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SCOTUS: Expanded entry permissible for relatives, not refugees

Earlier this week, we discussed how the Supreme Court of the United States was once again being called upon to address the Trump administration's controversial travel ban even though the matter had seemingly been put on the backburner until next October.

Specifically, we discussed how the recent actions of a federal judge in Honolulu resulted in the Department of Justice filing a sort of emergency motion with SCOTUS asking it to clarify its recent June 26 decision and how the nation's high court gave the state of Hawaii until Tuesday to respond.

To briefly recap, the aforementioned federal judge ruled that the State Department's guidelines keeping grandchildren, grandparents, uncles, aunts, cousins, nieces, nephews, brothers- and sisters-in-law from the six nations covered by the travel ban from entering the nation were "unduly restrictive."

Furthermore, he ruled that refugees working with resettlement agencies do indeed have a "bona fide" relationship with a U.S. entity and must be granted admission to the country.

In recent developments, SCOTUS has spoken on the issue and its response was perhaps less exciting than people would have imagined.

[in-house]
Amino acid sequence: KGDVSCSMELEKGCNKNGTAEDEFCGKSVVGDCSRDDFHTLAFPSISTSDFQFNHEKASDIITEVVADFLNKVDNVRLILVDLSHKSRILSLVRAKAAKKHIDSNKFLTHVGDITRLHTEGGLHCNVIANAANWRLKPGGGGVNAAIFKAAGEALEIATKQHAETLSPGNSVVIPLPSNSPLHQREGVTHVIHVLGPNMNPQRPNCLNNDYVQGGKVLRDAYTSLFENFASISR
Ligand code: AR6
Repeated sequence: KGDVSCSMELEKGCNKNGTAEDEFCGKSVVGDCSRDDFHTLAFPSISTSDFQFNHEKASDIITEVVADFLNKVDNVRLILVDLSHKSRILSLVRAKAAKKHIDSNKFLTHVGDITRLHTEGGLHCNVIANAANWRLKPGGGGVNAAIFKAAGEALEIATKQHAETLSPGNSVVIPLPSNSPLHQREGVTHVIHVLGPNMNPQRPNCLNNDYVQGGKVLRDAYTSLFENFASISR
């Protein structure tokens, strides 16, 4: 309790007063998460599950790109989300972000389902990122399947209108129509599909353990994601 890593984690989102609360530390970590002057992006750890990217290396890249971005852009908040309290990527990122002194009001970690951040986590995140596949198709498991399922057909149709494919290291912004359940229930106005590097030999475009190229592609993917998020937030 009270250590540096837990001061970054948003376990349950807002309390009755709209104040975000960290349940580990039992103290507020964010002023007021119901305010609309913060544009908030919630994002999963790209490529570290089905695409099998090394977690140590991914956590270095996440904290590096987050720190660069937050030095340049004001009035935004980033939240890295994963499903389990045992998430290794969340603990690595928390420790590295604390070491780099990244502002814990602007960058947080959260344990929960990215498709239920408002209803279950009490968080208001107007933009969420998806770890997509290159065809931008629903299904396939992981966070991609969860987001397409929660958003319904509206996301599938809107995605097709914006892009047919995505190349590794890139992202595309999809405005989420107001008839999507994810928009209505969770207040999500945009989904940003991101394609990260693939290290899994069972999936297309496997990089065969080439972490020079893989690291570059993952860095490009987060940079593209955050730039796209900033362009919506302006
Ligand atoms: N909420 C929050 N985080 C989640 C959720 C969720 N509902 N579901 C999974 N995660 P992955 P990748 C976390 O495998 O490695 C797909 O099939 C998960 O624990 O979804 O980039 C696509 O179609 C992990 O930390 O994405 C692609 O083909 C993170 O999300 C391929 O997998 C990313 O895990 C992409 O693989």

Indeed, it issued a one-page, unsigned order yesterday indicating the following:

  • It would not disturb that part of the district court's order opening the door for more close relatives to enter the U.S. from Iran, Libya, Somalia, Sudan, Syria and Yemen while the overarching legal challenge to the travel ban unfolds.
  • It temporarily stayed that part of the district court's order that would have enabled an estimated 24,000 refugees working with resettlement agencies to enter the nation, indicating that the matter should proceed through the U.S. Court of Appeals for the Ninth Circuit, the court with which the DOJ has already lodged an appeal of this issue.

It's worth noting that the order, which supplied no analysis, also contained a brief sentence indicating that Justices Thomas, Alito and Gorsuch would "have stayed the District Court order in its entirety."  

We'll continue monitoring the progress of the refugee issue in the 9th Circuit. Stay tuned for updates …

If you have questions or concerns regarding any immigration law matter, please consider speaking with a skilled legal professional.

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